The most important part of the research is picking the right topic. You want to pick something you have a strong interest in. This way, it will be much easier for you to feel more motivated to sit down and do your research. However, at the same time, you want to pick a topic that will have lots of research behind it, you don't want to be stuck for sources! To avoid this, write down a list of topics you have an interest in and do some research on each - see what is available online or at a local library. This way, you will be more prepared when your teacher comes over to your desk to ask you what you have done so far! Once you have picked your topic, create another list of possible questions you could investigate. These questions should be open-ended, not just with a simple yes or no answer. Keep in mind you will be writing a 1500 to 2000-word answer to this question, so make it a question you can go into complete depth with. Typical questions should be specific and may begin with ‘to what extent’, ‘evaluate’, ‘what’ or ‘how’. For example, if you picked social media as your topic, your question could be ‘to what extent does social media use impact the attention spans of teenagers aged 13-17?’ rather than ‘does social media impact attention spans?’. You may then have to break down your main question into four more guiding questions to help you structure your folio and outcome. For example, ‘how much time do teenagers aged 13-17 spend on social media every day?’. It is important that you keep documentation of this process as you will be displaying it in your folio.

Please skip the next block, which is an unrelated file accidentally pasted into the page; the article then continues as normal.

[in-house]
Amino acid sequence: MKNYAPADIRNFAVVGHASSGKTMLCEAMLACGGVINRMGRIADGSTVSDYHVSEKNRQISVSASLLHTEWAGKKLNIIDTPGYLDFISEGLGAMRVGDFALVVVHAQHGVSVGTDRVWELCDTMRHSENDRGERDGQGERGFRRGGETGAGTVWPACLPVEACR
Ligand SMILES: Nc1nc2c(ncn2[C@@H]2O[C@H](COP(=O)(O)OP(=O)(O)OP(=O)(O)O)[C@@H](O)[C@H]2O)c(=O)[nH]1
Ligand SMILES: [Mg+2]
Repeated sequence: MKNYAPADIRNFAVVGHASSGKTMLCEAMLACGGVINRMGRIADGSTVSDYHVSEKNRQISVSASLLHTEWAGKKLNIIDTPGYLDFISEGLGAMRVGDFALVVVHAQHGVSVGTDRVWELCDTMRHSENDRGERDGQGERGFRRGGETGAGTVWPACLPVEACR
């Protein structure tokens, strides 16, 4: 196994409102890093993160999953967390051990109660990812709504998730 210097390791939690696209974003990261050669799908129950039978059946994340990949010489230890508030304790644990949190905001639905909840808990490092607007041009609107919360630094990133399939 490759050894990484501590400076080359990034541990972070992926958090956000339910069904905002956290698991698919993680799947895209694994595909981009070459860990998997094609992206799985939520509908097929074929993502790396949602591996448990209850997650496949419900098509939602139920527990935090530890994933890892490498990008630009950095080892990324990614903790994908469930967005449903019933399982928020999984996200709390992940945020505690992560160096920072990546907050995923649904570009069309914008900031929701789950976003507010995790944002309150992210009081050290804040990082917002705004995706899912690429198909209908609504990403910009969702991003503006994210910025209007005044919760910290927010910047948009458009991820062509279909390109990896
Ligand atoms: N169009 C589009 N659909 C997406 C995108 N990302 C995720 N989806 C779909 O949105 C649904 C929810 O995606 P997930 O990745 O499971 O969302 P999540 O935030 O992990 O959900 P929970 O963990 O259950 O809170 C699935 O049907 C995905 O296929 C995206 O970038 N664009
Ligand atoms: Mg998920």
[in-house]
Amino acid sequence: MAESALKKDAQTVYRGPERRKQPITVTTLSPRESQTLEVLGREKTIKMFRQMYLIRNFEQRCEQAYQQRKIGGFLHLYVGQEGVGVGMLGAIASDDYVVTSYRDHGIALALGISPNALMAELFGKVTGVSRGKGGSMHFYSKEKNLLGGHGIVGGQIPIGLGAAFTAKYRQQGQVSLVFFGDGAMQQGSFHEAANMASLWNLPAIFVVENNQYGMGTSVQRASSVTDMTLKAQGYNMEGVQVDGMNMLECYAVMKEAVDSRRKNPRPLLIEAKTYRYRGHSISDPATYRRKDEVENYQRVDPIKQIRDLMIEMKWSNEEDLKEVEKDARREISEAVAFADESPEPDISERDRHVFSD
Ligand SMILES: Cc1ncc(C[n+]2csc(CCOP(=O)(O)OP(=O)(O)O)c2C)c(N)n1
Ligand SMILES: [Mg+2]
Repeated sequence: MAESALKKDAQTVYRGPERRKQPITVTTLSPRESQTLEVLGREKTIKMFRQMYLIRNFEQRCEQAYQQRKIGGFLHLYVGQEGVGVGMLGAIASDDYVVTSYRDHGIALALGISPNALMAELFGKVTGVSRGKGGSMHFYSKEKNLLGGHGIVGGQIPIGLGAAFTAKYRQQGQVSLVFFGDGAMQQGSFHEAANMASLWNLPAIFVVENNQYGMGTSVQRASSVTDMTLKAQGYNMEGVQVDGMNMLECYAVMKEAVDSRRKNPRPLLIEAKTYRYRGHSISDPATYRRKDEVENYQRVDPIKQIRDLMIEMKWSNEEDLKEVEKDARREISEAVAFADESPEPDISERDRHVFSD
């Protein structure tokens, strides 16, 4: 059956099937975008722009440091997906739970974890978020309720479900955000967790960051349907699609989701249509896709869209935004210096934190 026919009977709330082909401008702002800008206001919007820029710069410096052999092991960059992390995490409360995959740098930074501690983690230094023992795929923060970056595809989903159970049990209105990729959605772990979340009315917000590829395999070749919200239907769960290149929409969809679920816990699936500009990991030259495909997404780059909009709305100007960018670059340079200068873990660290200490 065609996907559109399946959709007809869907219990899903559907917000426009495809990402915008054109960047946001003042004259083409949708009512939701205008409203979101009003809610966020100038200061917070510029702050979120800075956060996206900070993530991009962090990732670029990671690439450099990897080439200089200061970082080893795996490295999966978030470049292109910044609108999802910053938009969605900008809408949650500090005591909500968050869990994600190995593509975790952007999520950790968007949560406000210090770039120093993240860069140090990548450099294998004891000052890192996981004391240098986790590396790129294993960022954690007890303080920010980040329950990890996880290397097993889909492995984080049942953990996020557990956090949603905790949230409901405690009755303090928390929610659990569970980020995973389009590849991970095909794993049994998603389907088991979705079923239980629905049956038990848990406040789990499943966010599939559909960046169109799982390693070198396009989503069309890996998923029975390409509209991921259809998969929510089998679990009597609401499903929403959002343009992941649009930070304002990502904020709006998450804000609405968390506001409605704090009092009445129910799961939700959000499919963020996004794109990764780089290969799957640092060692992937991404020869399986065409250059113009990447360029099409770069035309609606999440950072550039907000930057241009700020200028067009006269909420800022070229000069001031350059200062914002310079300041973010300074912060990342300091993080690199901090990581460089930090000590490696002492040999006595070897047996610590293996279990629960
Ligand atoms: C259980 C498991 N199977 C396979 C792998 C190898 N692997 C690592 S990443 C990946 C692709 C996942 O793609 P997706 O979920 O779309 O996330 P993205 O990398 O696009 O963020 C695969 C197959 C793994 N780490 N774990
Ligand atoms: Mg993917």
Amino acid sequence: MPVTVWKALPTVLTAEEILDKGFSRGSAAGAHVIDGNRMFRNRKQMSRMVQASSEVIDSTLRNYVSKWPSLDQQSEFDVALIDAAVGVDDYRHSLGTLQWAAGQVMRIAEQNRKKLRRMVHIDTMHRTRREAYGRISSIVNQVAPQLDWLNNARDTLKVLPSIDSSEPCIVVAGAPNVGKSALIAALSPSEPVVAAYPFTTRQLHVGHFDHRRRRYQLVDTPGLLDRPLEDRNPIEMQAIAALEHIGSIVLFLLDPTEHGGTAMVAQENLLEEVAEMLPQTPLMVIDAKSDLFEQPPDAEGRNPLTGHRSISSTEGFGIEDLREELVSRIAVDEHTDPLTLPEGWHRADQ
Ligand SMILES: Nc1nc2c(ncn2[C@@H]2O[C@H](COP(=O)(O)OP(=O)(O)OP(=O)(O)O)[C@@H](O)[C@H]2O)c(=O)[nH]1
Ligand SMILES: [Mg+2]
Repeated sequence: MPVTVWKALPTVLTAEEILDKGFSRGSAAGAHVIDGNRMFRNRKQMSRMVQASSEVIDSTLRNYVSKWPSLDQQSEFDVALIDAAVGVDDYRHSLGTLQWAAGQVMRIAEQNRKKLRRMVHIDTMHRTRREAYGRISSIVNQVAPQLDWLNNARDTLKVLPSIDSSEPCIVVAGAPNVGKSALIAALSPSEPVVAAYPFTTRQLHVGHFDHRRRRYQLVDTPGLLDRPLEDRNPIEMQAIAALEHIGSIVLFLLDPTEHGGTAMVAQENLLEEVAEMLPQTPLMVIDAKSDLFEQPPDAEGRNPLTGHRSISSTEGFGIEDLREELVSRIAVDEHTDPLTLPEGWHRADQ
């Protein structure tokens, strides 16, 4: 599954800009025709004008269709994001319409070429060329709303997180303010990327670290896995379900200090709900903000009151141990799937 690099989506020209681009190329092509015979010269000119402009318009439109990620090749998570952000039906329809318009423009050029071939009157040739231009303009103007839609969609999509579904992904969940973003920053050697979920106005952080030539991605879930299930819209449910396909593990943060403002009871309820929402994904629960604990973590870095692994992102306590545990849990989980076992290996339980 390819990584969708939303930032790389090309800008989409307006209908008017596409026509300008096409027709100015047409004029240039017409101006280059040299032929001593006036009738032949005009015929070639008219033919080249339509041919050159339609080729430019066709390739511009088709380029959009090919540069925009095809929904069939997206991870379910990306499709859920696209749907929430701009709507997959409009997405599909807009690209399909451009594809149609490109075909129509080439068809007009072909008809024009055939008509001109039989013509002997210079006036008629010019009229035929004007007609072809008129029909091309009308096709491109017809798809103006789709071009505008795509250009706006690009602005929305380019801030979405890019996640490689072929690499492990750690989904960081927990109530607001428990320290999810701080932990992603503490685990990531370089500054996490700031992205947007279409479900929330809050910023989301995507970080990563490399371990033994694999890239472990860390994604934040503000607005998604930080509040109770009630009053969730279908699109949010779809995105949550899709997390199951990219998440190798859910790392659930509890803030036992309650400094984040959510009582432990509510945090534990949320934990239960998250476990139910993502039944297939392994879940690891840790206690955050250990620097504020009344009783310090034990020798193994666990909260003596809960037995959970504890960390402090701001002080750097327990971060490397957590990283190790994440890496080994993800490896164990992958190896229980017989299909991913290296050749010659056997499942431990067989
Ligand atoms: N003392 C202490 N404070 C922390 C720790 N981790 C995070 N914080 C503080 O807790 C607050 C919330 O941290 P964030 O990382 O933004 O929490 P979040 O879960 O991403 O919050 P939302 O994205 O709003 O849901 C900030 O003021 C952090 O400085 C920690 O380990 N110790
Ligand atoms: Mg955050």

But how do I complete my folio?
The folio is the first assessment of both research projects A and B. There is no right or wrong way to complete it but you do have to follow specific SACE criteria if you want the highest marks. The majority of students start their project with how they came to their question and a reflection on this process. You can then include the main sources you have used with source analysis. Organising interviews with professionals in your topic’s field and sending out surveys really impresses SACE markers as it shows your engagement with the subject. It demonstrates your research skills and independence to create your own data to support your outcome. Your folio should also include a capability statement to show how you have developed in your chosen SACE capability.
What should I write in my outcome? How do I do my evaluation or review?
Your outcome is the synthesis of all your ideas and findings. You can structure it however you want. This may be in the form of a magazine, report, project, video or in any other form which demonstrates all that research you have done. You must clearly conclude your findings and cite your sources. For research project A, the review begins with a 150-word summary of the process and then a 1500-word review follows which focuses on a reflection of your knowledge and skills as well as the quality of your outcome. For research project B, you should also begin with a 150-word summary of the process and then follow with a 1500-word evaluation, critically evaluating your decisions and processes as well as determining the quality of your outcome. Above all, keep in mind that your teacher is there to help you through this process. It is exciting as you begin to come up with an answer to your question. If you need any help during this time, you can find your best local tutor at: https://kisacademics.com/find-a-tutor. SACE tutors understand how stressful it can be and are more than happy to help!
Written by KIS Academics Tutor for SACE English, Biology and Psychology, Charlotte Kenning. Charlotte is currently pursuing a Bachelor of Speech Pathology at Flinders University and has received stellar reviews from her past KIS Academics students. You can view Charlotte's profile here and request her as a tutor.